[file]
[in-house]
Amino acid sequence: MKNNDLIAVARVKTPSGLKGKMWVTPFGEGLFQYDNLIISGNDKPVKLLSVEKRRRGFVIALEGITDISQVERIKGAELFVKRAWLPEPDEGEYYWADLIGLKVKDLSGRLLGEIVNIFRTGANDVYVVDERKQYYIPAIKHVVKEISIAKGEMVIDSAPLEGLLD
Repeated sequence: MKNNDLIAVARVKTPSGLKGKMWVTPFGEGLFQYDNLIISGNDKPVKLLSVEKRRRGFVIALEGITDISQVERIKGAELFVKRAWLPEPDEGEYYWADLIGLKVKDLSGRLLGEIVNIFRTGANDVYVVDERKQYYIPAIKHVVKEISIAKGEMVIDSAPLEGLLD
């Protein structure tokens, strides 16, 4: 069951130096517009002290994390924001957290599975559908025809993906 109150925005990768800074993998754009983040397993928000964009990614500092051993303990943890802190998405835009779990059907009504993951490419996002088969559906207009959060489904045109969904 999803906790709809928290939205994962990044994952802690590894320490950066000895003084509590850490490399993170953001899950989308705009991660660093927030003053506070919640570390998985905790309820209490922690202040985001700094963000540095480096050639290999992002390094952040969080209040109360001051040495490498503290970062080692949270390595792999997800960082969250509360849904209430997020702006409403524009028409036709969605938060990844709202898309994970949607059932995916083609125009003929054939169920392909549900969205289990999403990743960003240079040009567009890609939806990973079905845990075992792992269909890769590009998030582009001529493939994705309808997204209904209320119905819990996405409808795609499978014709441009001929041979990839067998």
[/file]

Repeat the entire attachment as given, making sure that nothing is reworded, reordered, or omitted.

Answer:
[in-house]
Amino acid sequence: MKNNDLIAVARVKTPSGLKGKMWVTPFGEGLFQYDNLIISGNDKPVKLLSVEKRRRGFVIALEGITDISQVERIKGAELFVKRAWLPEPDEGEYYWADLIGLKVKDLSGRLLGEIVNIFRTGANDVYVVDERKQYYIPAIKHVVKEISIAKGEMVIDSAPLEGLLD
Repeated sequence: MKNNDLIAVARVKTPSGLKGKMWVTPFGEGLFQYDNLIISGNDKPVKLLSVEKRRRGFVIALEGITDISQVERIKGAELFVKRAWLPEPDEGEYYWADLIGLKVKDLSGRLLGEIVNIFRTGANDVYVVDERKQYYIPAIKHVVKEISIAKGEMVIDSAPLEGLLD
């Protein structure tokens, strides 16, 4: 069951130096517009002290994390924001957290599975559908025809993906 109150925005990768800074993998754009983040397993928000964009990614500092051993303990943890802190998405835009779990059907009504993951490419996002088969559906207009959060489904045109969904 999803906790709809928290939205994962990044994952802690590894320490950066000895003084509590850490490399993170953001899950989308705009991660660093927030003053506070919640570390998985905790309820209490922690202040985001700094963000540095480096050639290999992002390094952040969080209040109360001051040495490498503290970062080692949270390595792999997800960082969250509360849904209430997020702006409403524009028409036709969605938060990844709202898309994970949607059932995916083609125009003929054939169920392909549900969205289990999403990743960003240079040009567009890609939806990973079905845990075992792992269909890769590009998030582009001529493939994705309808997204209904209320119905819990996405409808795609499978014709441009001929041979990839067998």